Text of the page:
The UAE General Civil Aviation Authority (GCAA) and Airbus ProSky, the air traffic management (ATM) subsidiary of Airbus, have signed an agreement to study a restructuring of UAE airspace intended to improve air traffic flows in the strategic crossroads region. The agreement calls for Airbus ProSky to deliver a “comprehensive report” this summer.
The signing ceremony took place at the Sheikh Zayed Air Navigation Center in Abu Dhabi on January 28, marking the start of the first phase of the airspace restructuring, the parties said. Under the terms of the deal, Airbus ProSky will analyze historical data and meet with airspace users, air navigation service providers (ANSPs) and airports to identify measures to improve airspace operations.
“It is important to seek continuous enhancement of UAE’s airspace to better serve the increasing air traffic movement,” said H.E. Saif Al Suwaidi, GCAA director general. “We will work closely with Airbus ProSky in the next few months to understand what changes we need to bring to our airspace and ATM systems to better serve airspace users.”
The Middle East as a destination and a waypoint between Europe, Asia and Africa saw international and domestic passenger traffic grow last year by 16.8 percent, the largest increase among all regions, according to the International Civil Aviation Organization. In its 2012 traffic report released on January 31, the International Air Transport Association (IATA) said international passenger traffic grew by 6 percent worldwide, driven by Middle East airlines with 15.4-percent growth. IATA predicts that the UAE will rank as the eighth largest market for international passengers in 2016.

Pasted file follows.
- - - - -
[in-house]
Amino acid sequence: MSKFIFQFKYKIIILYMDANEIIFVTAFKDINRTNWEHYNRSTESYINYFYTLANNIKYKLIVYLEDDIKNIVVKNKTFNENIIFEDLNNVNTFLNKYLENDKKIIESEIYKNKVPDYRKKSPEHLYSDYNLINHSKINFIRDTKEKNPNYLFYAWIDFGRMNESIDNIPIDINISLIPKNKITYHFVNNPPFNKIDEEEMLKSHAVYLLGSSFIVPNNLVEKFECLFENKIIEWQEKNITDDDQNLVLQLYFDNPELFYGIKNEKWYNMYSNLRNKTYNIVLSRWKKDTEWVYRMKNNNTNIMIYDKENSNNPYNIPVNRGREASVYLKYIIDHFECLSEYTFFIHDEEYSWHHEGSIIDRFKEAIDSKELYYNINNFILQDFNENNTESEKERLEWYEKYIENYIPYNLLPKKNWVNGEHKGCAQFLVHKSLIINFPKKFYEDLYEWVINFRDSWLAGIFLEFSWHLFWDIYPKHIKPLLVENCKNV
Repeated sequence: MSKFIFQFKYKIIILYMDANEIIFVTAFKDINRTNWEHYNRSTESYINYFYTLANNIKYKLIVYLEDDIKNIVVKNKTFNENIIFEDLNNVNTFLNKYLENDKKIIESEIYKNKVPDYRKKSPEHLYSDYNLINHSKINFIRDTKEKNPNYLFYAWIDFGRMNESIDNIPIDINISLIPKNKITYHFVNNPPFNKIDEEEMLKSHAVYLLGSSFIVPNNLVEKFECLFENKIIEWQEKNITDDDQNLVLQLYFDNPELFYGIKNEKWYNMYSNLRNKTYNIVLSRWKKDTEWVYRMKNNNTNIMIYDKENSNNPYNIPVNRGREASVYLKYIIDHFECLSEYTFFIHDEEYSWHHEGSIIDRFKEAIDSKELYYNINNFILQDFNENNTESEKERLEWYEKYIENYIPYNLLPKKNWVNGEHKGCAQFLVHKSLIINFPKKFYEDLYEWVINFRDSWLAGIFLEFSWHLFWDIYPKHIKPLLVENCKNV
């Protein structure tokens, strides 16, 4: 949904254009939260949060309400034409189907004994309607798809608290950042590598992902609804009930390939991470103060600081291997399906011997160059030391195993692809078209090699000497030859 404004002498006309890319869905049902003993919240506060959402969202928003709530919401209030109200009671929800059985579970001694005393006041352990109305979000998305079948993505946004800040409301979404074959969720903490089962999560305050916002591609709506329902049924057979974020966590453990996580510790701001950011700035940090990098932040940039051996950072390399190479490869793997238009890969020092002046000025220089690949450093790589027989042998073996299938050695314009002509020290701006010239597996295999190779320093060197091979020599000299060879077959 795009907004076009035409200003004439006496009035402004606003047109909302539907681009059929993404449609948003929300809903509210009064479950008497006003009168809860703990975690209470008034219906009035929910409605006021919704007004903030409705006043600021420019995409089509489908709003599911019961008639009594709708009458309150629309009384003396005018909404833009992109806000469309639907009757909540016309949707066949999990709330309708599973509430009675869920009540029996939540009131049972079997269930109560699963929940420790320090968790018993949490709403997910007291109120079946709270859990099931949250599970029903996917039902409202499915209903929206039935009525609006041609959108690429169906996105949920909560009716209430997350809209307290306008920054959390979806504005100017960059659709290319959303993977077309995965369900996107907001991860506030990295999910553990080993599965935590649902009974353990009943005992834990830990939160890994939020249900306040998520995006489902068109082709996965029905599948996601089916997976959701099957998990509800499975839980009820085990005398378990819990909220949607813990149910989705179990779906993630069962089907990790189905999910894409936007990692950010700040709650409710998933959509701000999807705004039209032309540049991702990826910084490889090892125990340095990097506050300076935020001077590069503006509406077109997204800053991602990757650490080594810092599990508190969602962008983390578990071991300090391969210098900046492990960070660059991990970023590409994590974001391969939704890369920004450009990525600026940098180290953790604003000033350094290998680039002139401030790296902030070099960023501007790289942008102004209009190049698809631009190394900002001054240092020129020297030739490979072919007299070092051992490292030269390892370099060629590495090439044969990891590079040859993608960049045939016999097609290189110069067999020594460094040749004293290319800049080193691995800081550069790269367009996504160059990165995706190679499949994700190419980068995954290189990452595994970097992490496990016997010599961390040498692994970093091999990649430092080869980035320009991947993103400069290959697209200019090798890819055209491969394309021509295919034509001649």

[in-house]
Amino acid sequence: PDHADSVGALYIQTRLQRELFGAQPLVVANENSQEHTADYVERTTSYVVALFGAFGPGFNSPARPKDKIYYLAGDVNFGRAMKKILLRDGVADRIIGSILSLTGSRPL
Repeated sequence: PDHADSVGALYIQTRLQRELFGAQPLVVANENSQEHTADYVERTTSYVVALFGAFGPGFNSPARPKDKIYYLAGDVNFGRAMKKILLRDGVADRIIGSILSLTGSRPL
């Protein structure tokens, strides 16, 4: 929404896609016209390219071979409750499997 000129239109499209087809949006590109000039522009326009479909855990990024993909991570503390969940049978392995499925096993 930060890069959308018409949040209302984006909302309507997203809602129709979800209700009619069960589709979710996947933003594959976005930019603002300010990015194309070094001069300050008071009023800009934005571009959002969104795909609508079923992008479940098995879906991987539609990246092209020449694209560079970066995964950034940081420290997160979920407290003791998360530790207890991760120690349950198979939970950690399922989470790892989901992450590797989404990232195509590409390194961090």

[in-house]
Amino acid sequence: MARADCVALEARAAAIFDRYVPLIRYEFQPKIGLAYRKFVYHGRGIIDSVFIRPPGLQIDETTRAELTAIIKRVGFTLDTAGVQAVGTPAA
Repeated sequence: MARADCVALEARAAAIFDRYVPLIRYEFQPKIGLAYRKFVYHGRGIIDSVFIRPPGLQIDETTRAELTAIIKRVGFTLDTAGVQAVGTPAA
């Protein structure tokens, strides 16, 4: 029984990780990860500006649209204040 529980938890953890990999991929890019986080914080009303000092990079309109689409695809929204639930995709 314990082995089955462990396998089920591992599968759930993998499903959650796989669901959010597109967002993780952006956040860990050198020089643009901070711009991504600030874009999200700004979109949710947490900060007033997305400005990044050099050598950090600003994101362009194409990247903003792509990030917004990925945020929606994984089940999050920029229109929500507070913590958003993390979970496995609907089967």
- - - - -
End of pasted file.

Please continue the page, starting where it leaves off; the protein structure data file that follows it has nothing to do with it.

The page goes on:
The UAE controls some 120,000 square km (46,332 square miles) of airspace and hosts 35 international air corridors, according to the GCAA. More than half of the airspace consists of aerial exclusion zones restricted to military use. “To compensate for this shortage and the rapid growth of aircraft movements in UAE airspace, the GCAA has heavily invested in adoption of new technologies to optimize use of available airspace capacity,” the federal regulatory agency and ANSP states in its 2011-2013 Strategic Plan.
Much of that investment took the form of the $82 million Sheikh Zayed Air Navigation Center, which officially opened in November 2009. The GCAA describes the center as the busiest and most advanced ATM facility in the Middle East. Its area control center carries the capacity to accommodate air traffic growth for 20 years, or a total traffic volume of two million movements.